Yet he doesn’t go as far as to suggest that people who enjoy alcohol in moderation should stop, and says that “the risks of low-level drinking are small.” Future studies should take prior-drinking habits and other health conditions into account, the review concludes, so that researchers can better determine the true effects of alcohol on heart disease and other health risks.
But the increased breast-cancer risk is real
One of those other health risks appears to be a higher likelihood of breast cancer. The new AICR/WCRF paper analyzed 119 previous studies, which looked at a total of 12 million women and 260,000 cases of breast cancer, in the first review of its kind since 2010.
It found “strong evidence” that drinking the equivalent of a small glass of wine or beer boosts pre-menopausal breast cancer risk by 5% and post-menopausal risk by 9%. A "small" glass has about 10 grams of alcohol; that’s even less than a standard drink, which contains 14 grams of alcohol—in other words, a 12-ounce can of beer or 5-ounce glass of wine.
Susan K. Boolbol, MD, chief of breast surgery at Mount Sinai Beth Israel Hospital in New York City, says this is “major news.” The link between alcohol and breast cancer has been long established, she says, but until now it was unclear exactly how much alcohol would raise a woman’s odds.
“Some of my patients will say to me, ‘Well, 5% is not that big; I’ll take the risk,’” says Boolbol, who was not involved in either of the new reviews. “That's up to them, but my response is going to be, ‘If I told you that every time you crossed the street you had a 5% risk of getting hit by a car, wouldn’t you change the way you cross the street?’”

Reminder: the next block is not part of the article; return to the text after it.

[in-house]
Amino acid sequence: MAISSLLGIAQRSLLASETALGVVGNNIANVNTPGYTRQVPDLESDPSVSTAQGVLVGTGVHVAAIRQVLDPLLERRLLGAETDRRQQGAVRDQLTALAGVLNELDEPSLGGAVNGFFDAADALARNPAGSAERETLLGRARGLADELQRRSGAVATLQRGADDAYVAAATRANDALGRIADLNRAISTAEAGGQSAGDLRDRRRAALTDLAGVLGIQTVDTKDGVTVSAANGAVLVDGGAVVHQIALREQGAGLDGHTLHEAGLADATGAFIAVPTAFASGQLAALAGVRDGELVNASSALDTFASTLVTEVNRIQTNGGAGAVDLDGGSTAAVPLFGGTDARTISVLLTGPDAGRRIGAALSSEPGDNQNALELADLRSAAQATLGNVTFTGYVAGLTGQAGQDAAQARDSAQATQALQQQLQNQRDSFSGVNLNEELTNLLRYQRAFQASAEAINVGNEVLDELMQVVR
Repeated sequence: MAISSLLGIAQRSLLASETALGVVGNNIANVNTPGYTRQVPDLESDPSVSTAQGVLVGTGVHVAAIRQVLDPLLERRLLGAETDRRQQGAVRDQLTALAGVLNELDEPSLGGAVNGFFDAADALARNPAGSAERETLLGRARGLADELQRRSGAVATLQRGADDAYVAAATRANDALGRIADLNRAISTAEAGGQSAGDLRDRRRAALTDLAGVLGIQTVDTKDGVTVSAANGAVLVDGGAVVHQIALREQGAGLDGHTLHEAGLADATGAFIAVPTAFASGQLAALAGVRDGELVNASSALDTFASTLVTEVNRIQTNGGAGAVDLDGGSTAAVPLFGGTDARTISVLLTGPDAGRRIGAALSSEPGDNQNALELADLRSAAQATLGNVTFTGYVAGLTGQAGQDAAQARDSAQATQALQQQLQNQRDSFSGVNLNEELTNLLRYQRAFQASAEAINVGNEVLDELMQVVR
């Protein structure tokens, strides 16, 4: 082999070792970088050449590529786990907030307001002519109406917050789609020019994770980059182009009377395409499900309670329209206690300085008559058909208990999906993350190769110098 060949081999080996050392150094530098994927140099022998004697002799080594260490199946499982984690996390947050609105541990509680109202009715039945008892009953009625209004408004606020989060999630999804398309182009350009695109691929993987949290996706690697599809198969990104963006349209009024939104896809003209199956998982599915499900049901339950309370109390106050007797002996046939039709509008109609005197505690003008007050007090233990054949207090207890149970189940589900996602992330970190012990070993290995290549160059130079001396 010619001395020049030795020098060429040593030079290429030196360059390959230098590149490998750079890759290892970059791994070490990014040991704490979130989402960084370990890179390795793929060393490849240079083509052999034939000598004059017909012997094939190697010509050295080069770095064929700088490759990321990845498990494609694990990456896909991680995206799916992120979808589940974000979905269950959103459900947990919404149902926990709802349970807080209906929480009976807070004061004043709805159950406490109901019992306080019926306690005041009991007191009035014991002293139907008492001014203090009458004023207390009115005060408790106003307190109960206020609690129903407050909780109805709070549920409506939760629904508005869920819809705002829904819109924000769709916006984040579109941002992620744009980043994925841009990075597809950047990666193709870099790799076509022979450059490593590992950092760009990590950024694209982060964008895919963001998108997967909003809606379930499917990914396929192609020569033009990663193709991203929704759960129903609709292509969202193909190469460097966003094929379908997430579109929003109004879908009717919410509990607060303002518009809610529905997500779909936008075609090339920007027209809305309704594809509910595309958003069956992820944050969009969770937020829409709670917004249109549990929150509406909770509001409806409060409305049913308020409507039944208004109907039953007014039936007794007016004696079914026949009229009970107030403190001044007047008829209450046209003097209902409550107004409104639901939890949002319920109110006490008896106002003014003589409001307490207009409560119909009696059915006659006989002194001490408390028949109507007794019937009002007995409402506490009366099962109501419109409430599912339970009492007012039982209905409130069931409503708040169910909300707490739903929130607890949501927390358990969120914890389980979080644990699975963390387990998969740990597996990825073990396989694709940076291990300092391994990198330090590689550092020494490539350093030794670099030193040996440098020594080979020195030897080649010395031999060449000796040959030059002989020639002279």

The review also found strong evidence that breastfeeding and vigorous physical activity decrease the risk of both pre- and post-menopausal breast cancers. But Boolbol says it’s important that women not think of one lifestyle factor canceling out the other.
“It’s not a tradeoff—you can’t say you’ll add risk with a glass of wine and then decrease it by going for a run,” she says. “There is no evidence that we can balance risks that way; it’s not something we have control over.”
Research on alcohol consumption and health risks is always going to have limitations, says Boolbol, since most studies in this area—including the studies in both of these reviews—are observational, rather than randomized clinical trials. "We can't tell one group of people to drink a lot and one group of people to not drink at all, and let's see what happens in 20 years," she says.
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Instead, studies have to rely on people's self-reported drinking amounts, which can be over- or underestimated, and they can't always control for outside factors that may affect drinking habits, health outcomes, or both.
But even with these limitations, Boolbol says there is a clear message in the new research: that women should strive to maintain an ideal body weight, get plenty of moderate to vigorous exercise, and, yes, drink less alcohol. “I’m not telling people to not drink at all, because I do think we need to be reality-based,” she says. “But I think this is cause to pause and look at, 'How much am I really drinking, and where can I decrease it?”
“If you’re drinking one glass a day, cut it down to one glass every other day,” she adds. “Doing all of these things together leads to healthier living in general—not just for breast cancer risk, but for overall health.”